In 1851, Irish Famine survivor, Meg O’Connor, buys passage to America for her younger sister, Kathleen, and arranges employment for her as a maid. Kathleen’s feisty spirit soon puts her at odds with her employers, the bigoted and predatory Pratts. Driven from their home, Kathleen ends up on a wild adventure taking her to places she could never have imagined.
As a domestic servant in the Worcester, Massachusetts home of the kindly Claprood family, Meg enjoys a life beyond her wildest imaginings. Yet she must keep her marriage to Rory Quinn a secret. Rory, still in Ireland, eagerly awaits the day he will join her. But as the only jobs open to Irish men pay poorly, Rory’s imminent arrival threatens to plunge her back into dire poverty.
On the eve of the Civil War, while America is being rent asunder by the fight over slavery, Irish Catholics wage their own war with the growing anti-immigrant Know Nothing party. Through grave doubts, dangers, and turmoil, Meg and Kathleen must rely on their faith and the resilient bonds of sisterhood to survive and claim their destinies in a new and often hostile land.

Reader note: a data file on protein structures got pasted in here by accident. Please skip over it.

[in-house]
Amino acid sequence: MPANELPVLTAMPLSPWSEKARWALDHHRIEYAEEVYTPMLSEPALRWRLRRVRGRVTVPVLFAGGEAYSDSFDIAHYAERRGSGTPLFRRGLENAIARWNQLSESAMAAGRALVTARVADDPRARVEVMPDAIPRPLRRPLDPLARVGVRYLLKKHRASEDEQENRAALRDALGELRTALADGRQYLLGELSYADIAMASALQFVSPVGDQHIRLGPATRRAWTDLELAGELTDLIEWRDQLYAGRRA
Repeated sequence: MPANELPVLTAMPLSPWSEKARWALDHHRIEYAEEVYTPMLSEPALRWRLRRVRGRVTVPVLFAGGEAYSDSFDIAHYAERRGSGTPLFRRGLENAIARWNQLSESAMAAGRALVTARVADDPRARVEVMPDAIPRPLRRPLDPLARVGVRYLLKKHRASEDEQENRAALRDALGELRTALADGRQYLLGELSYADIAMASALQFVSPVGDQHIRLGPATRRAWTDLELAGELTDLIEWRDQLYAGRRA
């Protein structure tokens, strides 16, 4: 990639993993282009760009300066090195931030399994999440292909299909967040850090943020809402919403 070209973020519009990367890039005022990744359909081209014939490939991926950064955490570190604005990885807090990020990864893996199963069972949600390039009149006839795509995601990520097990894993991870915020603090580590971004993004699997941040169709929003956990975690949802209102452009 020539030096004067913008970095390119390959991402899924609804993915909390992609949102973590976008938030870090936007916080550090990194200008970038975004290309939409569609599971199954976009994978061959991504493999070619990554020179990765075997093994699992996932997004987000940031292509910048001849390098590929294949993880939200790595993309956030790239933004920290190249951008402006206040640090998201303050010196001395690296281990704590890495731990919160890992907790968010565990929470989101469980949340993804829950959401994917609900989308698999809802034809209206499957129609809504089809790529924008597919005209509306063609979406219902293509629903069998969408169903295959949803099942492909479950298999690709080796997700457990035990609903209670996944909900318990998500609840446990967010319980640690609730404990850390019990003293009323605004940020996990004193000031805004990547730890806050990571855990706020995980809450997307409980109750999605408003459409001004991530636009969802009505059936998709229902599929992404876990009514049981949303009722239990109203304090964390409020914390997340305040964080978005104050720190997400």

Meg O’Connor, daughter of poor Irish cottiers, eagerly anticipates her wedding to Rory Quinn. Her dreams of marriage and family vanish along with Ireland’s potato crop when Kelegeen’s inhabitants awaken one morning to find their sole source of food destroyed by blight.
At first, Meg and Rory are able to use their skills of sewing and wood carving to provide for themselves and their families. Everything changes with the arrival of tragedy and a costly mistake. With their means of survival, Meg and Rory have no choice but to turn to desperate, dangerous ventures.
As An Gorta Mór, the Great Hunger, continues to churn through Ireland, ravaging the country’s peasantry with no relief in sight, Meg is forced to make the most difficult decision of her life. What she chooses could be the salvation of the O’Connor and Quinn families or it could separate her forever from all she knows and loves.